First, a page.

“Without aviation, you’re just going to do the program here in Monrovia. That’s it. It’s too hard to get out there. With aviation, you can cover the country,” said Noel Fouts, aviation director and pilot for Samaritan’s Purse mission aviation services in Liberia.
Many of the patients and caregivers expressed sincere thanks for picking them up from remote areas. The ingathering of patients—by aircraft or otherwise—was overseen by Pastor Love Gibson, Cleft Lip and Palate Program assistant for Liberia.
Even some who were not picked up by plane or helicopter were grateful for the fact that our staff tracked them down in difficult-to-access areas and continued to follow up with them.
“I’m happy that day for someone to come look for me and help the little child,” said Margret, who brought her 3-year-old daughter Hellena for a cleft lip repair. Pastor Gibson found her in New Kru Town, a poorer area of greater Monrovia, and stayed in contact with her so she would not miss out on the campaign.
“It’s never happened like this before. In Liberia, doctors don’t look for patients, patients look for doctors,” Margret said. Previously, she had tried multiple times before to get Hellena surgery in other hospitals but always arrived too late.
Sharing the Love of Jesus Christ
One unique aspect of the recent campaign in Liberia was the distribution of Operation Christmas Child shoeboxes to patients 14 years old and younger. Older teenagers and adults received English language Bibles.
Along with the shoeboxes, children and their caregivers received the Greatest Gift booklets—which attractively present the Gospel story. Many also heard Daniela Spevak present the story of Jesus’ birth, life, death, and resurrection. Daniela, who serves on our Liberia national team, was born and raised in war-torn Serbia and received a shoebox herself as a child.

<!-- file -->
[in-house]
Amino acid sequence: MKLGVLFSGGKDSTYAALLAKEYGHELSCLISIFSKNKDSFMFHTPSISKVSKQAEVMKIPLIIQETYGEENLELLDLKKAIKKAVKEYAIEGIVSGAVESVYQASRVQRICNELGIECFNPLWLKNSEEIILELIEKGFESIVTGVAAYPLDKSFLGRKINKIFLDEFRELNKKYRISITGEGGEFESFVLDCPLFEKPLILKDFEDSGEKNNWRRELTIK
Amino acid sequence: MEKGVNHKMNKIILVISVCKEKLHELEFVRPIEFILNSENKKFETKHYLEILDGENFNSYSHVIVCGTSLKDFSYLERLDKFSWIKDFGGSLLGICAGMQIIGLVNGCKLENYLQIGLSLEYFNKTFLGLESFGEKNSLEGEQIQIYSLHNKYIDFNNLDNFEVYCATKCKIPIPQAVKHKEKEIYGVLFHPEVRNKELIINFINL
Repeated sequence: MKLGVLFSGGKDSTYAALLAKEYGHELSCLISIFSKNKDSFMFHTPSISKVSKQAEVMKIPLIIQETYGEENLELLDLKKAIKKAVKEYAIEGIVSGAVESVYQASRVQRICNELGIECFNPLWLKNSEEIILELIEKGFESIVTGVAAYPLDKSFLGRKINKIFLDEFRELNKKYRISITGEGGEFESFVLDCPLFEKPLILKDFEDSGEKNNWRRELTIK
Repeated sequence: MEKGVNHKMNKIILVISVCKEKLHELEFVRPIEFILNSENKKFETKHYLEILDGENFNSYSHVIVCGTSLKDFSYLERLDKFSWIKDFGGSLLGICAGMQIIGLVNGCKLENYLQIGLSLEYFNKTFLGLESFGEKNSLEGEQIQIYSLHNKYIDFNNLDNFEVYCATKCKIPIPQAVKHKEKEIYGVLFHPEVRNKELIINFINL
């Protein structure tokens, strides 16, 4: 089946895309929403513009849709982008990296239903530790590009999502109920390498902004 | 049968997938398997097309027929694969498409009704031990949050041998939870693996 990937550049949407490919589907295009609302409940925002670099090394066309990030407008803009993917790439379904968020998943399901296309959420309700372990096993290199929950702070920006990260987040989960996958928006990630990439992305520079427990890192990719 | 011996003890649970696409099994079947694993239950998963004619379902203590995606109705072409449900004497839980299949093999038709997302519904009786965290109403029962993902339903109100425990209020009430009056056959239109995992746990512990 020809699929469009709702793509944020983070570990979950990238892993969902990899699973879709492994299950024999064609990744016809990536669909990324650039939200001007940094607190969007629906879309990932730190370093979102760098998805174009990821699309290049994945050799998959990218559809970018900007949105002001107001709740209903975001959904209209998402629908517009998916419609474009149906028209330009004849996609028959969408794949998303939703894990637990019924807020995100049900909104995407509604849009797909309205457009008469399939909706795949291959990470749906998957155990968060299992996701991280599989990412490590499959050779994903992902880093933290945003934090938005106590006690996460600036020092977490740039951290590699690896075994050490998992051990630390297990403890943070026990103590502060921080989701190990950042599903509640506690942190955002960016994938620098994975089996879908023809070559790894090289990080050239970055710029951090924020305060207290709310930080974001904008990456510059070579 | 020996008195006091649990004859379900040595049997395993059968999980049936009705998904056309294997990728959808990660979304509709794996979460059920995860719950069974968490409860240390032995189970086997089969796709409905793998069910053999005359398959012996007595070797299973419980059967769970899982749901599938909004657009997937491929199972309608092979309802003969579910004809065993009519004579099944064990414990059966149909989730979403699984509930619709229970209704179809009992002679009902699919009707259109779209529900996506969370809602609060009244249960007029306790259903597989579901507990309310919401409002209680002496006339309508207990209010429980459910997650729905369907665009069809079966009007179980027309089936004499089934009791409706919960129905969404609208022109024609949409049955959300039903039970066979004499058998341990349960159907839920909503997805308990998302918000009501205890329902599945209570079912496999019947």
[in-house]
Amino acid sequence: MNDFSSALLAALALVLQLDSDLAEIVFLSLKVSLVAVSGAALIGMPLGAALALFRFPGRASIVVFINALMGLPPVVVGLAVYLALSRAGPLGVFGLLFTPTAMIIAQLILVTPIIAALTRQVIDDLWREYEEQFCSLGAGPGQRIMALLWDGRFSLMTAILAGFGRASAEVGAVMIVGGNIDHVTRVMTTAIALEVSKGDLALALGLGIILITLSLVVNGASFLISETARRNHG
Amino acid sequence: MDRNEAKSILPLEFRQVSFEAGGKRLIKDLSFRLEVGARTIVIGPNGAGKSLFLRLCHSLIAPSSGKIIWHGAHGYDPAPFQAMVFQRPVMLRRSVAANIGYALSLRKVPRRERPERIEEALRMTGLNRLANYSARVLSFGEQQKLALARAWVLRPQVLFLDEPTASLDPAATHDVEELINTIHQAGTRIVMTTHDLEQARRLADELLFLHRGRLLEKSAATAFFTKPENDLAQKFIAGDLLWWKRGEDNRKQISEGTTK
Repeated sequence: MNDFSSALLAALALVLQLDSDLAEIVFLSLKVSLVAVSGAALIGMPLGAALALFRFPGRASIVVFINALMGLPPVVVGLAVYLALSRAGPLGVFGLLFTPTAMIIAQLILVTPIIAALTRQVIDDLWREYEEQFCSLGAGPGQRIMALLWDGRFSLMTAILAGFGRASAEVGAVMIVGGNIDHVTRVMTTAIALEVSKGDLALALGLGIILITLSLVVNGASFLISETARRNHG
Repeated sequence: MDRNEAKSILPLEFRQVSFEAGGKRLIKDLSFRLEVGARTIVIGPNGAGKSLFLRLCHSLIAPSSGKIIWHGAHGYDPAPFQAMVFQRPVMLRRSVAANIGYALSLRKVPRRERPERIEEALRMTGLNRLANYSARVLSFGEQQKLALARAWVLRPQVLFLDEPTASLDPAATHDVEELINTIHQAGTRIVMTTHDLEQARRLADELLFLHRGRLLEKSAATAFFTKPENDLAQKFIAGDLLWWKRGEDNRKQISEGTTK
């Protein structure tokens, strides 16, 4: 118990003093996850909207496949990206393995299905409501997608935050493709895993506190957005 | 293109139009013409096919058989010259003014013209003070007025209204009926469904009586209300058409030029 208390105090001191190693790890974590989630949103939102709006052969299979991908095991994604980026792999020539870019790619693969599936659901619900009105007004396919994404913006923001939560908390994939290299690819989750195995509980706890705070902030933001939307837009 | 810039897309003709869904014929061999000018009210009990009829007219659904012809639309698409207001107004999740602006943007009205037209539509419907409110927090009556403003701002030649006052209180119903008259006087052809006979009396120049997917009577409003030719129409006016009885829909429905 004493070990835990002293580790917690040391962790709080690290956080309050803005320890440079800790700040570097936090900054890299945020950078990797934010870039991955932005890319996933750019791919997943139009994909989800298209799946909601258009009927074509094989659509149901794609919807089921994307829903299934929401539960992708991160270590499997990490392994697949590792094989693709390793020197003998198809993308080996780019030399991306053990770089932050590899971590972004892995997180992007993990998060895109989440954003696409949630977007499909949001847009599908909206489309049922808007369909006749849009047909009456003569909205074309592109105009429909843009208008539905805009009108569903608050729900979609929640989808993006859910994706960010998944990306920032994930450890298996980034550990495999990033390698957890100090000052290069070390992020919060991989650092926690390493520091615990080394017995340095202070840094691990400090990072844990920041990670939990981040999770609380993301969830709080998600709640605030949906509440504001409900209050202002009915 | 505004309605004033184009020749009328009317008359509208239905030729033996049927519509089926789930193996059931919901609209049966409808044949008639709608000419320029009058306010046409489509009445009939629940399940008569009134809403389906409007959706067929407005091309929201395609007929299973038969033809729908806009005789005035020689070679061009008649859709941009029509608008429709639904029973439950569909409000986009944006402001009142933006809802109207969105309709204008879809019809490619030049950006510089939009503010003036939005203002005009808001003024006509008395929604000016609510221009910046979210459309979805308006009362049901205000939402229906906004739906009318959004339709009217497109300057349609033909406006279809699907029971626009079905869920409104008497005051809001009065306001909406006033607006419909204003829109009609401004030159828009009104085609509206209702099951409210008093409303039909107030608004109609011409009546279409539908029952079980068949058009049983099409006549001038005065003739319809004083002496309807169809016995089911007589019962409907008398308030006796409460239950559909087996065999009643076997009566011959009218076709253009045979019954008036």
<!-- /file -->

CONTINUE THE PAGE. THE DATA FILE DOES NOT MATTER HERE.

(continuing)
Patients and caregivers who were flown stayed at a camp on ELWA’s grounds. Their host mom was Joyce, mother of 5-year-old Giftey. Joyce has courageously raised Giftey by herself despite the extreme complexity of her cleft lip and palate case. Giftey’s condition needs to be handled outside Liberia, and Samaritan’s Purse (Canada) is sponsoring her and Joyce to go to Benin for possible treatment in January 2017.
Whether at the camp or the hospital, our medical team as well as our national staff had numerous opportunities to minister to patients and caregivers in word, deed, and prayer throughout the week.
“The reason that we exist as an organization is to share the love of Jesus Christ. So, [during] this cleft lip and palate program, we’ve intentionally set up spaces and time and assigned staff just to come and minister—to pray with parents, to love on the children, to share Jesus Christ if they don’t know Jesus Christ, to give them an Operation Christmas Child shoebox, to give them a Bible,” said Kendell Kauffeldt, Samaritan’s Purse Liberia county director.Overall, the Cleft Lip and Palate program’s first venture into Liberia can be counted as a great success. For a country badly in need of good news, the weeklong campaign brought hope to many families.
“God can use this program to bring hope when people so desperately need it,” said Karen Daniels, our cleft program’s co-manager and a registered nurse. Looking ahead to next year’s Liberia campaign, already in the works, she added: “As we continue to focus on those rural areas and develop our capacity for transport and support of them, I think they [more patients] will start to come out of the woodwork.”